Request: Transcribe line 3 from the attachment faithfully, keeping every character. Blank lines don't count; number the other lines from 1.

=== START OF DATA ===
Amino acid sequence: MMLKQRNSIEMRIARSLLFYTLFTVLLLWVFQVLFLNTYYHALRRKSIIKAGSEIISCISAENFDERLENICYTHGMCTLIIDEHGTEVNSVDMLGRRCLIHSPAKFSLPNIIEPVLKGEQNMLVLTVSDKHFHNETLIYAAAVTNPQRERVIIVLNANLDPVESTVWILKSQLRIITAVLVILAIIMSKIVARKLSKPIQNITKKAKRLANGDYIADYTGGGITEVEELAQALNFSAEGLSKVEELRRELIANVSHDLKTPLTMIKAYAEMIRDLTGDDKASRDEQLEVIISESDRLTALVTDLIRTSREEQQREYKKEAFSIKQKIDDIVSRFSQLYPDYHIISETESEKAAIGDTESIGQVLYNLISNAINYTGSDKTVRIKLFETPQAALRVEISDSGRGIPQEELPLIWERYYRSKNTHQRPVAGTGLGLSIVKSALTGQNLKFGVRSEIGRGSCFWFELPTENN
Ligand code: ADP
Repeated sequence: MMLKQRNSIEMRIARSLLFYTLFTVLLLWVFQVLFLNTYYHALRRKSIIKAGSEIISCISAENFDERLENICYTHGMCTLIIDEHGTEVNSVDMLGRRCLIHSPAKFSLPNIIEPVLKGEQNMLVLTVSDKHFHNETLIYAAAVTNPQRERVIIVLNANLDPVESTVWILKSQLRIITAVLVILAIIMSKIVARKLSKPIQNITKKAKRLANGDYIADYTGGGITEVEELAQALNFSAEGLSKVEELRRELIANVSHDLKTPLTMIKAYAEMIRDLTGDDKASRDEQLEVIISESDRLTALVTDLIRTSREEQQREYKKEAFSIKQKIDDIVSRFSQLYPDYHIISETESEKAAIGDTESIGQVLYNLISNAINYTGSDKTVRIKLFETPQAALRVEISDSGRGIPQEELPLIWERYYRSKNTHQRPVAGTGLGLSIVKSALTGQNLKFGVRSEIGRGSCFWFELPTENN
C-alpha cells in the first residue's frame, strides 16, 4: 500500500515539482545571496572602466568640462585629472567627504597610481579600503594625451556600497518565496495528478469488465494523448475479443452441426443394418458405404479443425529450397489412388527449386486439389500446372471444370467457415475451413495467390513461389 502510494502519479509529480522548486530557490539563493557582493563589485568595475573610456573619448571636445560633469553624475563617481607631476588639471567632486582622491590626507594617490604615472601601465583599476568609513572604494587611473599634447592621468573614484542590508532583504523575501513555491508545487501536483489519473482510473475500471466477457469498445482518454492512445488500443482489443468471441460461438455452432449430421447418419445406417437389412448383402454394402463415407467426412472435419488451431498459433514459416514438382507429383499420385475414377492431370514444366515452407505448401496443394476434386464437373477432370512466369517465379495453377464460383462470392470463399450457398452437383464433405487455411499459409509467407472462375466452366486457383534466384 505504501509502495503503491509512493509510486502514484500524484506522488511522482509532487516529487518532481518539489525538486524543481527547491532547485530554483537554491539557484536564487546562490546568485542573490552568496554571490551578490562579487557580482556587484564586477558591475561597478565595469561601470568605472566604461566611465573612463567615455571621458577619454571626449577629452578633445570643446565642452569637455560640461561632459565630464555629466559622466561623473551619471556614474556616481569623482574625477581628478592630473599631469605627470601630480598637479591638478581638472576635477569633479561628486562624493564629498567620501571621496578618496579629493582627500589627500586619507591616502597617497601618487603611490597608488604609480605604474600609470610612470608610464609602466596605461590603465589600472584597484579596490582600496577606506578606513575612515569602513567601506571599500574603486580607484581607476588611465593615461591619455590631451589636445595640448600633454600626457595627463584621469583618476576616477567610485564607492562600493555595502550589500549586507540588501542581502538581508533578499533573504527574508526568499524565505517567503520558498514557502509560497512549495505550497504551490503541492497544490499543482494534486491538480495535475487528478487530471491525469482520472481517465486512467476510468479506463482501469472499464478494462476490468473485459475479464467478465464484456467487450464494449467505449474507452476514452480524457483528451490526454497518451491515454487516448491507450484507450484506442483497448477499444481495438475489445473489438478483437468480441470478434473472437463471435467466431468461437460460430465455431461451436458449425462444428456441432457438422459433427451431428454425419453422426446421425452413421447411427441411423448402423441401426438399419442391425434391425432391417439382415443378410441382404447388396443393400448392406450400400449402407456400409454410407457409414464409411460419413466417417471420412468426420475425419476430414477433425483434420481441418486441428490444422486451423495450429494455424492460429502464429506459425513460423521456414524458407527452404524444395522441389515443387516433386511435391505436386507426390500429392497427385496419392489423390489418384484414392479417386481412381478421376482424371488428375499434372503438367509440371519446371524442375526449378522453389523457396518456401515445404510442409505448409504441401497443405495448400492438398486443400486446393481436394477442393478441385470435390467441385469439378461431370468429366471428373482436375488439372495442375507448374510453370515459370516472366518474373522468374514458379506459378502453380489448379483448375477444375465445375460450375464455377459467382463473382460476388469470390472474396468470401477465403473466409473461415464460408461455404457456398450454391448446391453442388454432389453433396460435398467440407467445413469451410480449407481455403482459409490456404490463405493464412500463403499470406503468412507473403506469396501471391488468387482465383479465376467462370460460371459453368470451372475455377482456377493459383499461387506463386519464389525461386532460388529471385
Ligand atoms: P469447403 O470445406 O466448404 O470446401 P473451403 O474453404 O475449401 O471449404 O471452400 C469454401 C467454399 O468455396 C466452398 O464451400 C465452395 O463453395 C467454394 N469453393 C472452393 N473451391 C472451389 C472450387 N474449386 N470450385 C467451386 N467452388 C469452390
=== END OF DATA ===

Repeated sequence: MMLKQRNSIEMRIARSLLFYTLFTVLLLWVFQVLFLNTYYHALRRKSIIKAGSEIISCISAENFDERLENICYTHGMCTLIIDEHGTEVNSVDMLGRRCLIHSPAKFSLPNIIEPVLKGEQNMLVLTVSDKHFHNETLIYAAAVTNPQRERVIIVLNANLDPVESTVWILKSQLRIITAVLVILAIIMSKIVARKLSKPIQNITKKAKRLANGDYIADYTGGGITEVEELAQALNFSAEGLSKVEELRRELIANVSHDLKTPLTMIKAYAEMIRDLTGDDKASRDEQLEVIISESDRLTALVTDLIRTSREEQQREYKKEAFSIKQKIDDIVSRFSQLYPDYHIISETESEKAAIGDTESIGQVLYNLISNAINYTGSDKTVRIKLFETPQAALRVEISDSGRGIPQEELPLIWERYYRSKNTHQRPVAGTGLGLSIVKSALTGQNLKFGVRSEIGRGSCFWFELPTENN